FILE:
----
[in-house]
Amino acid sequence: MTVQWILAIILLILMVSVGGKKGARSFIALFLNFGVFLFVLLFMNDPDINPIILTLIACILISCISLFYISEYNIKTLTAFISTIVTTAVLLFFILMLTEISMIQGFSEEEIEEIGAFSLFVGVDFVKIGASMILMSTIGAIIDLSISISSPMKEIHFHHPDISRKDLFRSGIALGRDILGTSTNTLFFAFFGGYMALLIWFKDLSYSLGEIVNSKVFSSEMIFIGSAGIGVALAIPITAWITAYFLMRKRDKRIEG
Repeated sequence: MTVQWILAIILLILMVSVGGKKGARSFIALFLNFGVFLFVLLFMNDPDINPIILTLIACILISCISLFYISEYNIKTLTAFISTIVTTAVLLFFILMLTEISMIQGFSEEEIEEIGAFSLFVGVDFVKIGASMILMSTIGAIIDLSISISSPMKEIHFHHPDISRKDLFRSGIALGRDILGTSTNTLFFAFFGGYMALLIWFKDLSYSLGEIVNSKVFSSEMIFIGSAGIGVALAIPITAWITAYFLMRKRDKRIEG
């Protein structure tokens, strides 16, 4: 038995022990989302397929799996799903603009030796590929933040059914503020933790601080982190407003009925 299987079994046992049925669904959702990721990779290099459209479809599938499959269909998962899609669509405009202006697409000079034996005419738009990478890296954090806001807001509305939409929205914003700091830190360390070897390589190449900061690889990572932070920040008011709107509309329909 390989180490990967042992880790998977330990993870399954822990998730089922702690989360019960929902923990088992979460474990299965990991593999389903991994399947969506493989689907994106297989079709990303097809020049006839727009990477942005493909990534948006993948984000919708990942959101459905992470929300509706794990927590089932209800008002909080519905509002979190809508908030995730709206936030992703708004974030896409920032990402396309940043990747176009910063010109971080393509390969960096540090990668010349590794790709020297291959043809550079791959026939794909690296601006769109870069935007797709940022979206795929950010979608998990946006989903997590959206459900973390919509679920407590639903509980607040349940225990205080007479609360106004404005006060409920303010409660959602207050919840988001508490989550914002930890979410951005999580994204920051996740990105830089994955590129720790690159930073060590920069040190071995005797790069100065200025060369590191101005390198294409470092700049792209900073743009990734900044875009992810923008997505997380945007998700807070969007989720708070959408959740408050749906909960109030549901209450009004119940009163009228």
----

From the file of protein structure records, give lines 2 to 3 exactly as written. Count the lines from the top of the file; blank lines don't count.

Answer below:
Amino acid sequence: MTVQWILAIILLILMVSVGGKKGARSFIALFLNFGVFLFVLLFMNDPDINPIILTLIACILISCISLFYISEYNIKTLTAFISTIVTTAVLLFFILMLTEISMIQGFSEEEIEEIGAFSLFVGVDFVKIGASMILMSTIGAIIDLSISISSPMKEIHFHHPDISRKDLFRSGIALGRDILGTSTNTLFFAFFGGYMALLIWFKDLSYSLGEIVNSKVFSSEMIFIGSAGIGVALAIPITAWITAYFLMRKRDKRIEG
Repeated sequence: MTVQWILAIILLILMVSVGGKKGARSFIALFLNFGVFLFVLLFMNDPDINPIILTLIACILISCISLFYISEYNIKTLTAFISTIVTTAVLLFFILMLTEISMIQGFSEEEIEEIGAFSLFVGVDFVKIGASMILMSTIGAIIDLSISISSPMKEIHFHHPDISRKDLFRSGIALGRDILGTSTNTLFFAFFGGYMALLIWFKDLSYSLGEIVNSKVFSSEMIFIGSAGIGVALAIPITAWITAYFLMRKRDKRIEG